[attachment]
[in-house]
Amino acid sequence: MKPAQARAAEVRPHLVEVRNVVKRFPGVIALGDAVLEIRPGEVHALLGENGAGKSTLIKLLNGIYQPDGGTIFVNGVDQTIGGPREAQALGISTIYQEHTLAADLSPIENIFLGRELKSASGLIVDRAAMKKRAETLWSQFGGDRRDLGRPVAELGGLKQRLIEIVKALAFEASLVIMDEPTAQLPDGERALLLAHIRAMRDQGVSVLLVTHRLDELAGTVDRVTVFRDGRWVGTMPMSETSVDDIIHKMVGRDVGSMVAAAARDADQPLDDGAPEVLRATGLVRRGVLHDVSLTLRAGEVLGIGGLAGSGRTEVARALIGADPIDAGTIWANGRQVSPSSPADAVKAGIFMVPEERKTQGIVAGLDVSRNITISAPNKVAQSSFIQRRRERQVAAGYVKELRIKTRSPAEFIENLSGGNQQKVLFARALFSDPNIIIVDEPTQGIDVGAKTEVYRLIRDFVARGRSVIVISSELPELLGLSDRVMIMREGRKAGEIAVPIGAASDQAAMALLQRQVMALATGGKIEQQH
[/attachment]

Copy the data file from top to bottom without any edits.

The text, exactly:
[in-house]
Amino acid sequence: MKPAQARAAEVRPHLVEVRNVVKRFPGVIALGDAVLEIRPGEVHALLGENGAGKSTLIKLLNGIYQPDGGTIFVNGVDQTIGGPREAQALGISTIYQEHTLAADLSPIENIFLGRELKSASGLIVDRAAMKKRAETLWSQFGGDRRDLGRPVAELGGLKQRLIEIVKALAFEASLVIMDEPTAQLPDGERALLLAHIRAMRDQGVSVLLVTHRLDELAGTVDRVTVFRDGRWVGTMPMSETSVDDIIHKMVGRDVGSMVAAAARDADQPLDDGAPEVLRATGLVRRGVLHDVSLTLRAGEVLGIGGLAGSGRTEVARALIGADPIDAGTIWANGRQVSPSSPADAVKAGIFMVPEERKTQGIVAGLDVSRNITISAPNKVAQSSFIQRRRERQVAAGYVKELRIKTRSPAEFIENLSGGNQQKVLFARALFSDPNIIIVDEPTQGIDVGAKTEVYRLIRDFVARGRSVIVISSELPELLGLSDRVMIMREGRKAGEIAVPIGAASDQAAMALLQRQVMALATGGKIEQQH